Ciao! Manhattan 
Dir. John Palmer and David Weisman
Starring: Edie Sedgwick, Wesley Hayes, Paul America
This is a weird one. I know technically Ciao! Manhattan isn’t a good movie, so I can’t recommend it. BUT. I like the movie. The story is a mess, as the filmmakers started the film in ’67 but had to abandon it after its star, Edie Sedgwick, disappeared off the face of the earth while filming. Once they tracked her down, three years have passed. They can’t pick up filming where they left off because the whole cast is scattered across America. So they start a new narrative, one that mirrors Sedgwick’s own journey, and mix it with the old footage from ‘67, turning Ciao! Manhattan into a semi-documentary/biography of the last years of Sedgwick’s life.
I’ve never really been interested in the whole Andy Warhol scene, and have had absolutely no interest in Sedgwick. But her story is a sad one, and the film is haunting, because Sedgwick actually seems to have some real acting talent, and a fearless spirit that the camera adores. A young woman of the 1960’s who has been trapped in a drug induced purgatory for several years, with faint glimpses in her eyes of the hope of escaping. She finally did in 1971 when she died of an overdose before the world premier of the film.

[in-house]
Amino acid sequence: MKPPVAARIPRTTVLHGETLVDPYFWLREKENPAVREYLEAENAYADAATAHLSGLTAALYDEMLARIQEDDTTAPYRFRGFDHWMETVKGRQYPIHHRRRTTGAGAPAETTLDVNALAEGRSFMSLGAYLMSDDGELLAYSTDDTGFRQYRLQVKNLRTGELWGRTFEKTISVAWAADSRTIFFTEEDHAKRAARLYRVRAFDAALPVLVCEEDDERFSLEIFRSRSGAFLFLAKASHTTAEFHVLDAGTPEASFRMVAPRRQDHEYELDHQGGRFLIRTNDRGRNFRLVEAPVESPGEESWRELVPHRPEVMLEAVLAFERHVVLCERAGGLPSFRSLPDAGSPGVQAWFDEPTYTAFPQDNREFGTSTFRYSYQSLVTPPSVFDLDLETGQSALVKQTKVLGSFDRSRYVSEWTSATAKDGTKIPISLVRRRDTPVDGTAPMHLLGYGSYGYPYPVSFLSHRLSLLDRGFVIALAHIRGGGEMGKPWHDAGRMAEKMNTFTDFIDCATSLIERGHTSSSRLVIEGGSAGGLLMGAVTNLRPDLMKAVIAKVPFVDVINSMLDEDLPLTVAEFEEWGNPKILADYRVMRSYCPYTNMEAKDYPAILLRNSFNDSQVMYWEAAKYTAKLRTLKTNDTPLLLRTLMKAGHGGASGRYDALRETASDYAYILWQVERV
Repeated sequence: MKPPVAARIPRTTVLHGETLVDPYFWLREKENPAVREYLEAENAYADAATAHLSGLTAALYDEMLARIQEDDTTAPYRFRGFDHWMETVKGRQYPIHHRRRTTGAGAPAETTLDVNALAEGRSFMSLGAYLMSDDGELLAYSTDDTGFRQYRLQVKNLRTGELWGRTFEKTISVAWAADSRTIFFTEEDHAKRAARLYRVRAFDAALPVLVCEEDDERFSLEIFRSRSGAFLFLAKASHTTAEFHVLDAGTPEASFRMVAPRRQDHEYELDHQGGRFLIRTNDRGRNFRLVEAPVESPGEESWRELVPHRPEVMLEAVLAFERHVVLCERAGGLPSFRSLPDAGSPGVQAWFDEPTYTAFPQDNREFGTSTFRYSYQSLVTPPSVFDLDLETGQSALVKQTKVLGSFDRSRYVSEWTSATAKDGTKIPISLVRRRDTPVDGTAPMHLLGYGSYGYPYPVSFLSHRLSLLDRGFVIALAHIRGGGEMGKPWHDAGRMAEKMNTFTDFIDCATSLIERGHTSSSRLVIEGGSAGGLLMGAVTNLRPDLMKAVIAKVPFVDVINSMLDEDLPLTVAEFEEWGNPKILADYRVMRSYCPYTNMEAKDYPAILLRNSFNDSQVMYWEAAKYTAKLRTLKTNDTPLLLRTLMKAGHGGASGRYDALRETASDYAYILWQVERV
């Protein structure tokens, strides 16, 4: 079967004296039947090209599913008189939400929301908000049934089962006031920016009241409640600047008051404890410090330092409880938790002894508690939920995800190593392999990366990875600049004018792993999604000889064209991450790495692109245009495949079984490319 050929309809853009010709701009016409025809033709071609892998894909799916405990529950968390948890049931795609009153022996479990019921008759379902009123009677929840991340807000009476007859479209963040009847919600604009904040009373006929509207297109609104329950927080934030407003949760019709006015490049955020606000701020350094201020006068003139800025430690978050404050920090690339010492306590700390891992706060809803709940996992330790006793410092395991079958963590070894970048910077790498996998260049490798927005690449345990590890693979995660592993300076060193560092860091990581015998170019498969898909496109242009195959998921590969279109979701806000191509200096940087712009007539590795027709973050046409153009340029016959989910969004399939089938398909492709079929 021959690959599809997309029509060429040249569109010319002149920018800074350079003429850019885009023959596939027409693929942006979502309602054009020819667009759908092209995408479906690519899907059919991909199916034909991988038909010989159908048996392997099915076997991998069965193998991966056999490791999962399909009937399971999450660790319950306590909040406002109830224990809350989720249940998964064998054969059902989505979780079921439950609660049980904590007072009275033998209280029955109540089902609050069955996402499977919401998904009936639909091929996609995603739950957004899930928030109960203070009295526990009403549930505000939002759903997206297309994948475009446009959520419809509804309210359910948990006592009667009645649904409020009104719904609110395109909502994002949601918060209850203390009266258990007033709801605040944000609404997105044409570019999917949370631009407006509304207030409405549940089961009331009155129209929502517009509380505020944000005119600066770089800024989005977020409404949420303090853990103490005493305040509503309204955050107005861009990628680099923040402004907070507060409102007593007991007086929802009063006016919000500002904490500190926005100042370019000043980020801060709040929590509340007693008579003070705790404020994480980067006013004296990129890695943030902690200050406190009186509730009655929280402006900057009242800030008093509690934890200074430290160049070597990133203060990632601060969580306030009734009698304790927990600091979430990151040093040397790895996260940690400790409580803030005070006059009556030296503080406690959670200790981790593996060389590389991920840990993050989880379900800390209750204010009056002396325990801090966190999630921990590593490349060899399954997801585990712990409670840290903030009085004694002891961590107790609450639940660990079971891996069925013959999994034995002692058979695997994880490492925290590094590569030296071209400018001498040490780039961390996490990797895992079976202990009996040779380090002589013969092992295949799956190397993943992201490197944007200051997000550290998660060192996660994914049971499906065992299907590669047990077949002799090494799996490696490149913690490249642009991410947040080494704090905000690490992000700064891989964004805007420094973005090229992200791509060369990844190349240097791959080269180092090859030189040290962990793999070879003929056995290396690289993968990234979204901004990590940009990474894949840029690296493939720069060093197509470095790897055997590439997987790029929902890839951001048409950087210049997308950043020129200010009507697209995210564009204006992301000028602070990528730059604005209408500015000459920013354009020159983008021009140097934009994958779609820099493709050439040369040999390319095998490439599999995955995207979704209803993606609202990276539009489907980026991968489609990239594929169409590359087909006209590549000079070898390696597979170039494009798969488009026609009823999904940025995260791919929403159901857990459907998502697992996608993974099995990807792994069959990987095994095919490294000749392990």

What makes Ciao! Manhattan work, despites some of its awkward technicalities, and amateurish acting, is its raw emotional center and genuine urgency. It documents, in a hellish quality, both Sedgwick’s own personal nightmare, and the strange transition between 1967 and 1971, when rock turned into heavy metal, weed turned into cocaine, and hippies turned into Hell’s Angels.